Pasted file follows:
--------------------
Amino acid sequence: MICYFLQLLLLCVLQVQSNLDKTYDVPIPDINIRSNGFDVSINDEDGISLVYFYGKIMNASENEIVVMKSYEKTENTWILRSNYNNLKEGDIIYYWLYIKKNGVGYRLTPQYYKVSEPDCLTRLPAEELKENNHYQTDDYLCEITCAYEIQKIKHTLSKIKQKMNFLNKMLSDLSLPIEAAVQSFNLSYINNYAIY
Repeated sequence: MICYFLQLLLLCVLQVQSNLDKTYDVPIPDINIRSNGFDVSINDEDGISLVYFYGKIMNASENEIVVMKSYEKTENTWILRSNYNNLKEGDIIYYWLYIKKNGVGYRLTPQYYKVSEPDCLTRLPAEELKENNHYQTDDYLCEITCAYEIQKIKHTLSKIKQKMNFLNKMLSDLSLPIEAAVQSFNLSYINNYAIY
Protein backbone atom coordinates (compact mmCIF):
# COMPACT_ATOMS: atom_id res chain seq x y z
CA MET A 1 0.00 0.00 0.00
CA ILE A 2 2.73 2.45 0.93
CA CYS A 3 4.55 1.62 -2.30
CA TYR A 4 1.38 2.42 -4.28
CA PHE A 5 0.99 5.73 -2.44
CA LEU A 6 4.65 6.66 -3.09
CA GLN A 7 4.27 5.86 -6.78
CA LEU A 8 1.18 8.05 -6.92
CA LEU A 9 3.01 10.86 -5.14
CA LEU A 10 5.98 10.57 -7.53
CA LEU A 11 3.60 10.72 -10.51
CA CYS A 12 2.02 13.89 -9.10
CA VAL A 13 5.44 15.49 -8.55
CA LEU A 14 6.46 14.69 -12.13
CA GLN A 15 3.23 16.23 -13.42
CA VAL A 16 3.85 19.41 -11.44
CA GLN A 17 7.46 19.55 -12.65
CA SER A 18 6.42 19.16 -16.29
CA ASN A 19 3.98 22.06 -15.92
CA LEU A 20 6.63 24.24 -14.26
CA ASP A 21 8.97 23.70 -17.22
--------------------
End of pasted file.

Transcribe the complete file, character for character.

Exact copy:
Amino acid sequence: MICYFLQLLLLCVLQVQSNLDKTYDVPIPDINIRSNGFDVSINDEDGISLVYFYGKIMNASENEIVVMKSYEKTENTWILRSNYNNLKEGDIIYYWLYIKKNGVGYRLTPQYYKVSEPDCLTRLPAEELKENNHYQTDDYLCEITCAYEIQKIKHTLSKIKQKMNFLNKMLSDLSLPIEAAVQSFNLSYINNYAIY
Repeated sequence: MICYFLQLLLLCVLQVQSNLDKTYDVPIPDINIRSNGFDVSINDEDGISLVYFYGKIMNASENEIVVMKSYEKTENTWILRSNYNNLKEGDIIYYWLYIKKNGVGYRLTPQYYKVSEPDCLTRLPAEELKENNHYQTDDYLCEITCAYEIQKIKHTLSKIKQKMNFLNKMLSDLSLPIEAAVQSFNLSYINNYAIY
Protein backbone atom coordinates (compact mmCIF):
# COMPACT_ATOMS: atom_id res chain seq x y z
CA MET A 1 0.00 0.00 0.00
CA ILE A 2 2.73 2.45 0.93
CA CYS A 3 4.55 1.62 -2.30
CA TYR A 4 1.38 2.42 -4.28
CA PHE A 5 0.99 5.73 -2.44
CA LEU A 6 4.65 6.66 -3.09
CA GLN A 7 4.27 5.86 -6.78
CA LEU A 8 1.18 8.05 -6.92
CA LEU A 9 3.01 10.86 -5.14
CA LEU A 10 5.98 10.57 -7.53
CA LEU A 11 3.60 10.72 -10.51
CA CYS A 12 2.02 13.89 -9.10
CA VAL A 13 5.44 15.49 -8.55
CA LEU A 14 6.46 14.69 -12.13
CA GLN A 15 3.23 16.23 -13.42
CA VAL A 16 3.85 19.41 -11.44
CA GLN A 17 7.46 19.55 -12.65
CA SER A 18 6.42 19.16 -16.29
CA ASN A 19 3.98 22.06 -15.92
CA LEU A 20 6.63 24.24 -14.26
CA ASP A 21 8.97 23.70 -17.22